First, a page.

When extreme weather occurs, questions of whether and how climate change contributed to the event loom large. According to Rick Weiss, director of SciLine and past science reporter for the Washington Post, it’s a fraught area, and reporters can easily veer from what the research says.
Your Thoughts Matter
On July 6, 2018, Politico reported that top advisers at the U.S. Environmental Protection Agency were suppressing a federal report on the health risks of formaldehyde. The article suggests these advisers are bending to industry interests opposed to the release of the report, which purportedly links formaldehyde exposure to the risk of developing leukemia.
In the anticipation and aftermath of natural disasters, those in their path face difficult choices: To stay, or to leave? To relocate, or to rebuild in areas prone to the risk of property damage, which is predicted to become more acute as climate change progresses?
Fracking is linked to increased rates of sexually transmitted infections in Ohio, according to research published in PLoS ONE by academics at the Yale School of Public Health.
Hydraulic fracturing, also known as fracking, uses pressurized liquid to penetrate deep into rock and extract natural gas.
Heat waves are expected to occur with increasing frequency, and older people are particularly imperiled by extreme summer temperatures.
Before she was a journalist, Elizabeth Arnold spent several seasons fishing salmon commercially in her home state of Alaska. In 1985, she began reporting for Juneau’s NPR member station KTOO, covering local environmental and political stories. From 1991 to 2006, she served as a political correspondent out of NPR’s headquarters in Washington, D.C., where she covered campaigns, Congress and the White House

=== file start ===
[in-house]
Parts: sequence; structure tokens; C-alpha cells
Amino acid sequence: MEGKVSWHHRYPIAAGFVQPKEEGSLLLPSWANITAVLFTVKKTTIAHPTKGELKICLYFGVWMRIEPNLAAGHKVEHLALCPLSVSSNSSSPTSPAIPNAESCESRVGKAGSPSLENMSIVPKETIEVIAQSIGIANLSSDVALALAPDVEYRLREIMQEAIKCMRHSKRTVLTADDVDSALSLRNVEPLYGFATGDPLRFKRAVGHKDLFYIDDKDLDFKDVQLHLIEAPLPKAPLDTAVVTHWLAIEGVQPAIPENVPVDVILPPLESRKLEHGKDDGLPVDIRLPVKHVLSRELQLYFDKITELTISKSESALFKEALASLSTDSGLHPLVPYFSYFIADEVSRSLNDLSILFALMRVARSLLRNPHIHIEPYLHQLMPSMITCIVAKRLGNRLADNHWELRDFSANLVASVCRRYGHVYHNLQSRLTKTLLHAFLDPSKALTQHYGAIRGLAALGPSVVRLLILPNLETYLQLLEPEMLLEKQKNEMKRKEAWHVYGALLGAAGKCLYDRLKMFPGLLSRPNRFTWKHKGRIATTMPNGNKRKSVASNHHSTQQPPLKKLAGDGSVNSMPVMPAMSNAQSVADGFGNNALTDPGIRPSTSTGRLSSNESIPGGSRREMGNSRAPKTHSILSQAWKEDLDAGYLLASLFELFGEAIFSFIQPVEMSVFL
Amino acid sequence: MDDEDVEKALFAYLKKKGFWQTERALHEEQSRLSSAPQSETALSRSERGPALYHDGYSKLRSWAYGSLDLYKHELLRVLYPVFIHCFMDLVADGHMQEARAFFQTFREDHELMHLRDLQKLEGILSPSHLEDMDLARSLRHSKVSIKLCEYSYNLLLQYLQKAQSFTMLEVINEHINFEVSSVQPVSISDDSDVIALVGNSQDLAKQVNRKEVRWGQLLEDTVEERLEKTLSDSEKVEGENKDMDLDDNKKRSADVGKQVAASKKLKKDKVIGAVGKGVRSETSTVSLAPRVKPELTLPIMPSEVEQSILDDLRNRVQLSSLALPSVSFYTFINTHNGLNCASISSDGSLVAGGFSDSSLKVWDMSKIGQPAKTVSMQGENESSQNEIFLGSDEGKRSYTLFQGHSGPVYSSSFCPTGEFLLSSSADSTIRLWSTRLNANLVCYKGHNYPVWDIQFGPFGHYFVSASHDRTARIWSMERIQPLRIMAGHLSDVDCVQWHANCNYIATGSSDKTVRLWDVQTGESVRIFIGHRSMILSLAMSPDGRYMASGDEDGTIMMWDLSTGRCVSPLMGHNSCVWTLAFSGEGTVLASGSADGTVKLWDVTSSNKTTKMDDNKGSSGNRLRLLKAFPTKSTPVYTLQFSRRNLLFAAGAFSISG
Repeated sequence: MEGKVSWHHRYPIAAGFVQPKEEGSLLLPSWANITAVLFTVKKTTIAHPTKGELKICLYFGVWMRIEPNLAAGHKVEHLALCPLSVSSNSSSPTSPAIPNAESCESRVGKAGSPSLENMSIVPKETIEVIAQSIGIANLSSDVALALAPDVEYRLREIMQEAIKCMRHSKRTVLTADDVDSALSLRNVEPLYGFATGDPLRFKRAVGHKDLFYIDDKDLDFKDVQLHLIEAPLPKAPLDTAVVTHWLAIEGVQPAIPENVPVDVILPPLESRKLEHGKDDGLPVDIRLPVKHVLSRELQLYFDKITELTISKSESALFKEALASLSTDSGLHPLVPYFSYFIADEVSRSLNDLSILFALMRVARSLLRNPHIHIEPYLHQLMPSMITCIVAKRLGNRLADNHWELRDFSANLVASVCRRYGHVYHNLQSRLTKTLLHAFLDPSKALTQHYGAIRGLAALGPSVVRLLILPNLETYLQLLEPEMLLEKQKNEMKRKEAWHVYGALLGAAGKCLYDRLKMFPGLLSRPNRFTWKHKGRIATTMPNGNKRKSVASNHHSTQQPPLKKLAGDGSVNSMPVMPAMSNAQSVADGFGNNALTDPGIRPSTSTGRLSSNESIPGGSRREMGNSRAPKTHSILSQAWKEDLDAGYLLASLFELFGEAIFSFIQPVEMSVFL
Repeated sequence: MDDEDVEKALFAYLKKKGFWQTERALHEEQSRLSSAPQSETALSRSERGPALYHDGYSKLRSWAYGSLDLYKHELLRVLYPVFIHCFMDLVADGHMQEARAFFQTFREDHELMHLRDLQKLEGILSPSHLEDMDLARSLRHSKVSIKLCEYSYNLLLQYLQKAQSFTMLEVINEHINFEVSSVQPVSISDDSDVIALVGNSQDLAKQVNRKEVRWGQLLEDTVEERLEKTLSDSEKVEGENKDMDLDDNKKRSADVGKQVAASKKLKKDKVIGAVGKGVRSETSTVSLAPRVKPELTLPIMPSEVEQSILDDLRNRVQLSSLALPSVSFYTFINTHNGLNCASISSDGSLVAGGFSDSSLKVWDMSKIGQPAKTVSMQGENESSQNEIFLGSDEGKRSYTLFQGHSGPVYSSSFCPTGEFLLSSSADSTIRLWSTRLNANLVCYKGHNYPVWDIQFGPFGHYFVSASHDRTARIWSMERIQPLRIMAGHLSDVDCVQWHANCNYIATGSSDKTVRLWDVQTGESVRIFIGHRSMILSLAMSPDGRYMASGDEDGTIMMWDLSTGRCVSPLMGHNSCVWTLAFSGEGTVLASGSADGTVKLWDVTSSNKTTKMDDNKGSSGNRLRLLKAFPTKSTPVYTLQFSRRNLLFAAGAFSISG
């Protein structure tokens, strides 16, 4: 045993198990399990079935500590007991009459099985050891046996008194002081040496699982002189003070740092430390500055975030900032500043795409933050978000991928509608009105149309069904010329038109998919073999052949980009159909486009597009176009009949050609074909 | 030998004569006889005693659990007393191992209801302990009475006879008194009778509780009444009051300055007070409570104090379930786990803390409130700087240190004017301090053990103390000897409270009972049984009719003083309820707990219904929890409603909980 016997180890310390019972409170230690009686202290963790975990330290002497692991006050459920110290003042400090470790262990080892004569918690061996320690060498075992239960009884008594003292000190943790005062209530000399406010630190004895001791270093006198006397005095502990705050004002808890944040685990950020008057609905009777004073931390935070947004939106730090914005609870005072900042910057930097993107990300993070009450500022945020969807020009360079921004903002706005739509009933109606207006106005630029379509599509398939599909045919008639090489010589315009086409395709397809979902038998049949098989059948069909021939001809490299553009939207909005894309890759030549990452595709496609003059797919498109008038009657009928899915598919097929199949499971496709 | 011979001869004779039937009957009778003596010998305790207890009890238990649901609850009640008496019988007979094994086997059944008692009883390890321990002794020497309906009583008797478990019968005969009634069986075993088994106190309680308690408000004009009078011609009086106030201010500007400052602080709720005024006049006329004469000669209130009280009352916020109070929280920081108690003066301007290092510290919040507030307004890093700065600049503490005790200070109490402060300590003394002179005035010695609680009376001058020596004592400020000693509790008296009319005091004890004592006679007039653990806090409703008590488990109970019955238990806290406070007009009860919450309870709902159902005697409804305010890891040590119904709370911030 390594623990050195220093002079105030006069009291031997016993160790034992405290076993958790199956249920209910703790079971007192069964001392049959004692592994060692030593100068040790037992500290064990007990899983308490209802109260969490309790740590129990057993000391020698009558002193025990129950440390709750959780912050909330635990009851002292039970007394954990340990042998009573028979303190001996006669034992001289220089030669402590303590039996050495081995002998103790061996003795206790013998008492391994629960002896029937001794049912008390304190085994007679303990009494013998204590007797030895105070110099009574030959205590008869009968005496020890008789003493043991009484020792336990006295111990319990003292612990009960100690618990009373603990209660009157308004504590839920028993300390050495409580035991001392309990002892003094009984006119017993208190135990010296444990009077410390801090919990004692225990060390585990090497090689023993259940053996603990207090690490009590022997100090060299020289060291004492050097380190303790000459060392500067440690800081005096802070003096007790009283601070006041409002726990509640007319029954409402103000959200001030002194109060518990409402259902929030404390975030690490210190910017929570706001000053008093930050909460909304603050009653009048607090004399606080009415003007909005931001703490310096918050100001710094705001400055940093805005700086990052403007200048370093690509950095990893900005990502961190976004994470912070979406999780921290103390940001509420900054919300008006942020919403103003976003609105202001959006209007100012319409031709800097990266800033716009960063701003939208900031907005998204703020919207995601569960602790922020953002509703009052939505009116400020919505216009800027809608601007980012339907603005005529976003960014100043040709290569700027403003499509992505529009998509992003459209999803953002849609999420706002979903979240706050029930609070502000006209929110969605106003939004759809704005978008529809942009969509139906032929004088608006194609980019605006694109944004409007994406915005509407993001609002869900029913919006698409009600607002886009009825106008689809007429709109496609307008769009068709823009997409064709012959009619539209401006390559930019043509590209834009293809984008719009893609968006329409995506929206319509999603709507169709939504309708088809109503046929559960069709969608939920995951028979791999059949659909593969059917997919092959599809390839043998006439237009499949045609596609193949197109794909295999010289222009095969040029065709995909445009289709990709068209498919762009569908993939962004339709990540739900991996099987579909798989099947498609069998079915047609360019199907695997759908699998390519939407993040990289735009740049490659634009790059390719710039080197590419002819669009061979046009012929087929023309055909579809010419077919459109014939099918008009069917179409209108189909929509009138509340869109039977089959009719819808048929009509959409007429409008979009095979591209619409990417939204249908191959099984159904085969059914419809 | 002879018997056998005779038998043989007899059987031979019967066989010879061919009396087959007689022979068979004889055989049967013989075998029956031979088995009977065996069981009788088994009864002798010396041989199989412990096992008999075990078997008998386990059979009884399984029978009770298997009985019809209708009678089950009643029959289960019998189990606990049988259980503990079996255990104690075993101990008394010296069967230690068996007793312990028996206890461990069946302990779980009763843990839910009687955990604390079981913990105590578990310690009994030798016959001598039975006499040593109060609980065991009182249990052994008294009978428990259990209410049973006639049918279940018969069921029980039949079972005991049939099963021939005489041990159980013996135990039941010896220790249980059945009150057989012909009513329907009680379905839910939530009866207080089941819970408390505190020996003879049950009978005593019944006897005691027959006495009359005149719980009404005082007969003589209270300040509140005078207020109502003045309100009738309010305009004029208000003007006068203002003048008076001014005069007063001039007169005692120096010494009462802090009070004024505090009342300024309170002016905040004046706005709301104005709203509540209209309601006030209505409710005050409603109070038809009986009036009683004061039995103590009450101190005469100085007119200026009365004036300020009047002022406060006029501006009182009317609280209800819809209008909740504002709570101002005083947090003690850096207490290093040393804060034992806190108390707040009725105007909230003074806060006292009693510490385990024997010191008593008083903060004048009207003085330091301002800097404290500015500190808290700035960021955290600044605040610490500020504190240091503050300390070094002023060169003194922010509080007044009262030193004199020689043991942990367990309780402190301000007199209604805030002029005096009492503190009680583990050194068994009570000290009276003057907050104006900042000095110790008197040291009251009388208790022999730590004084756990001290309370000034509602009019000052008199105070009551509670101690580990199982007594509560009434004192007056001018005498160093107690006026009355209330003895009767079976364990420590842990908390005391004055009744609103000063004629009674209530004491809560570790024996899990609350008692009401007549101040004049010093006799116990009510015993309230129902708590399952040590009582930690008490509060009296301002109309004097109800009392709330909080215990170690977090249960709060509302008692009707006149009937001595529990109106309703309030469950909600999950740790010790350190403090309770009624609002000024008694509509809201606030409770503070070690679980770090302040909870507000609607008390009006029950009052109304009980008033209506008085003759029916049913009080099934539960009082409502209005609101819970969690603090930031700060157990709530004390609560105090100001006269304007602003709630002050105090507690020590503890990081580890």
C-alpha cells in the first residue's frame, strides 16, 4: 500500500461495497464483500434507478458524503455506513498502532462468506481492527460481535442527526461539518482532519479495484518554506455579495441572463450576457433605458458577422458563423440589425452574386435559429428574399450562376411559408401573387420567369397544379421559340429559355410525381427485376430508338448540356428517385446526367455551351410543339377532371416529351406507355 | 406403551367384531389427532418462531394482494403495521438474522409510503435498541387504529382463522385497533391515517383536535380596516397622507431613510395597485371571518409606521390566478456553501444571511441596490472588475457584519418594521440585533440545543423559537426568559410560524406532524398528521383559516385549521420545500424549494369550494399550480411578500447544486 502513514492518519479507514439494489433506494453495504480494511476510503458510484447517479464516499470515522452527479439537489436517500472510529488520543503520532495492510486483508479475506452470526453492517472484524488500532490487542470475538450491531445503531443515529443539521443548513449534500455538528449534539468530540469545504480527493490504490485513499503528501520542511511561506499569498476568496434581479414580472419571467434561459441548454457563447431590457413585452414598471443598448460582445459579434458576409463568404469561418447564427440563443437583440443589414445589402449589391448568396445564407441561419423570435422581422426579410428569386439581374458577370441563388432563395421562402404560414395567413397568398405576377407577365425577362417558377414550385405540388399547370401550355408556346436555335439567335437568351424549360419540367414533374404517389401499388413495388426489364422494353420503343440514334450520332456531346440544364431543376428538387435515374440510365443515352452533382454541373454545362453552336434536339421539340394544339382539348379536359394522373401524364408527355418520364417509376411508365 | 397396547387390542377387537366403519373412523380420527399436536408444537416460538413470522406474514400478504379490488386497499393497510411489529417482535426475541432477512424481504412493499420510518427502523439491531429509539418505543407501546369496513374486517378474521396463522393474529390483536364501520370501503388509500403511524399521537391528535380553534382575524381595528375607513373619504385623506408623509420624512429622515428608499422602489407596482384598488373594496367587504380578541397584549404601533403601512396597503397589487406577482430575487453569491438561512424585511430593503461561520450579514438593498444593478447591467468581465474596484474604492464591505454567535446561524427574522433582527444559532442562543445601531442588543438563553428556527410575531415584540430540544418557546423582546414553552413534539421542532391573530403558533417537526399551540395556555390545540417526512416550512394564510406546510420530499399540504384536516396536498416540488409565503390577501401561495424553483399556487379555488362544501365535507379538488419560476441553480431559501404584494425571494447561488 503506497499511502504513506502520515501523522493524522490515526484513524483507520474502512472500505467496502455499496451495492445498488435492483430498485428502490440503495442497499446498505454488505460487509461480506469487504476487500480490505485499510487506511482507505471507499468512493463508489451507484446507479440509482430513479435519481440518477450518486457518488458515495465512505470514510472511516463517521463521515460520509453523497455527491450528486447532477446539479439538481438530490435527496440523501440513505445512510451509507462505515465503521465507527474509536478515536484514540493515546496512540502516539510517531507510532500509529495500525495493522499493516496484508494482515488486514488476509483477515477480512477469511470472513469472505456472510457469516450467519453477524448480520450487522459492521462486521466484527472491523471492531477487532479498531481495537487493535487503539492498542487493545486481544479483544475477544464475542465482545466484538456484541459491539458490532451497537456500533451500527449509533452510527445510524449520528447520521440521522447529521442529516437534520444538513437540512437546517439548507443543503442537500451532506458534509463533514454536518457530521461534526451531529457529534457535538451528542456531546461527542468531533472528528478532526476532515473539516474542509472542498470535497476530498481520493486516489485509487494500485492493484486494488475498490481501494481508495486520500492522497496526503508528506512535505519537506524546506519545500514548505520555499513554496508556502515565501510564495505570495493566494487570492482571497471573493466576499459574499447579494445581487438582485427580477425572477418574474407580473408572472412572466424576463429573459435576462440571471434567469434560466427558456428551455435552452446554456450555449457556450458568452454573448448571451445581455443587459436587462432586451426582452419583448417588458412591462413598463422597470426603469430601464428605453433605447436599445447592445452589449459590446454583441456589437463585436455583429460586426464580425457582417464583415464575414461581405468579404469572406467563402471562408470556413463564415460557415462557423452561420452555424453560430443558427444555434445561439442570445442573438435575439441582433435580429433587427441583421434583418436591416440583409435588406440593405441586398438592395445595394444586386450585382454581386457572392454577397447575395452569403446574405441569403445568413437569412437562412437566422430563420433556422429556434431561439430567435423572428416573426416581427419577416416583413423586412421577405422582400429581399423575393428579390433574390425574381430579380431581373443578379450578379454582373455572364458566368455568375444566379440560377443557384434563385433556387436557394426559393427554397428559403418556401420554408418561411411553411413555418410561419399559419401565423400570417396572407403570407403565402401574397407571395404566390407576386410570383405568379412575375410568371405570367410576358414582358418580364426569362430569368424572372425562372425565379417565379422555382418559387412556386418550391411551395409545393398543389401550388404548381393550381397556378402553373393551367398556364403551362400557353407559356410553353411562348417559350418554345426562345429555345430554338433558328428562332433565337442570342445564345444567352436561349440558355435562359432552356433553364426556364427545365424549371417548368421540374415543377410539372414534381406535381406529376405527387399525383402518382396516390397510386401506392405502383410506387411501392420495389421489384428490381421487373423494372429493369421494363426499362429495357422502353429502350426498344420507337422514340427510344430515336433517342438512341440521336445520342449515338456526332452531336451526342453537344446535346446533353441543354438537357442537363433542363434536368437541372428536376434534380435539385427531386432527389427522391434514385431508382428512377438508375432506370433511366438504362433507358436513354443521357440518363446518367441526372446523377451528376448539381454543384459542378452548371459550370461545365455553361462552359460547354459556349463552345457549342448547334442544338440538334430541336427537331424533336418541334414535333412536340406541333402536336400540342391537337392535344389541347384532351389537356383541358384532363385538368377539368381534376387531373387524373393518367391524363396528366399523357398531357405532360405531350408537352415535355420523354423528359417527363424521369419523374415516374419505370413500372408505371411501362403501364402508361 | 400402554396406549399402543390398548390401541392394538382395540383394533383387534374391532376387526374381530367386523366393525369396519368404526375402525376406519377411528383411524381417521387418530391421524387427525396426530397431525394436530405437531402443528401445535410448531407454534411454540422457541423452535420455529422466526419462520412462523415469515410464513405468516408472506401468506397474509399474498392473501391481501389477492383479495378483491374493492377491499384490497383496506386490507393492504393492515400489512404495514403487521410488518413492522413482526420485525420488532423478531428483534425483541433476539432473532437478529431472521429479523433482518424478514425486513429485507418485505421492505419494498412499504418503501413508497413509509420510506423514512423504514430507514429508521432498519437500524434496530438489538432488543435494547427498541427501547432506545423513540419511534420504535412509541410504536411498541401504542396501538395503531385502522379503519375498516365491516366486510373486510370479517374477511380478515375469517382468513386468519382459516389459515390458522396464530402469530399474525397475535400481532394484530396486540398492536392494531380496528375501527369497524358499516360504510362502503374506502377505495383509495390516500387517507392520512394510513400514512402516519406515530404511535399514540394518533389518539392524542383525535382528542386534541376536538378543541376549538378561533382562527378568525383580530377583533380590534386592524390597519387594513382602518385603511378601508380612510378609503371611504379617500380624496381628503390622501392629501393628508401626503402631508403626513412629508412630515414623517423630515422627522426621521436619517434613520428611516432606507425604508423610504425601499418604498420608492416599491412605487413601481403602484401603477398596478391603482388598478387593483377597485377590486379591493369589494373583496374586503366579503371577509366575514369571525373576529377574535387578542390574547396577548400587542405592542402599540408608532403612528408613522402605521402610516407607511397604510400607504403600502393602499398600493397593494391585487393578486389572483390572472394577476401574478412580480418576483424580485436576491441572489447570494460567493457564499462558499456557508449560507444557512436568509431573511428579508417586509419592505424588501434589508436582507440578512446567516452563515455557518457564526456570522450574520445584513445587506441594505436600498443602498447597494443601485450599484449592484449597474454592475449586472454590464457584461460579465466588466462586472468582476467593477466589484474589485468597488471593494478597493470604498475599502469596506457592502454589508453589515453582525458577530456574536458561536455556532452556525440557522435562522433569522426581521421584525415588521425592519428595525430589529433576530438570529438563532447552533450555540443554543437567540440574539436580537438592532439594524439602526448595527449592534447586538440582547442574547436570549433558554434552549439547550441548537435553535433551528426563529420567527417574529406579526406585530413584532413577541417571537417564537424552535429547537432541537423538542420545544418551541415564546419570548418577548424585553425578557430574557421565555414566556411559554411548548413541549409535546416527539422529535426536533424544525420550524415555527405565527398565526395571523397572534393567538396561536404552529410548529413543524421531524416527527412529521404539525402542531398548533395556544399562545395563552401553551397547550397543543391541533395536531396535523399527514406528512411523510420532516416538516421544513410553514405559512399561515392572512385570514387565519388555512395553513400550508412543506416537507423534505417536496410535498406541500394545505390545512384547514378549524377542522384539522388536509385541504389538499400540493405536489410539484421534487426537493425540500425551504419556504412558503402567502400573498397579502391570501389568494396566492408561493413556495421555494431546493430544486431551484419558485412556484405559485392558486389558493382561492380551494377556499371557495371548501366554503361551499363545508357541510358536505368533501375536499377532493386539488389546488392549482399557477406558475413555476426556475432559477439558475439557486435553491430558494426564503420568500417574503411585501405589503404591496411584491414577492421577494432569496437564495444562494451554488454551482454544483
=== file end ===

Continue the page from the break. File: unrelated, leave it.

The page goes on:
Many hair products used by black women and children contain chemicals that can interfere with the body’s natural hormones, though the majority of these chemicals are not listed on their labels, according to new research forthcoming in the journal Environmental Research.
Lyme disease, a bacterial infection spread through ticks that can cause damage to the joints, heart and nervous system if left untreated, has been linked in a new study to another concern: obsessive-compulsive symptoms (OCS).
What is the microbiome?
Like it or not, your body is teeming with trillions of bugs — microbial cells, that is. Thinking about these bacteria and other microorganisms that you host both outside and inside your body might leave you feeling queasy, but they’re actually critical to maintaining your health, from your weight to your mood.
As children, we were taught sharing is caring. Turns out it’s also good for business. Opportunities abound to monetize goods and services through joint use: Share your apartment with strangers through room rental services like Airbnb. Turn your car into a taxi service. Wait in line for people who are willing to pay to avoid queueing themselves.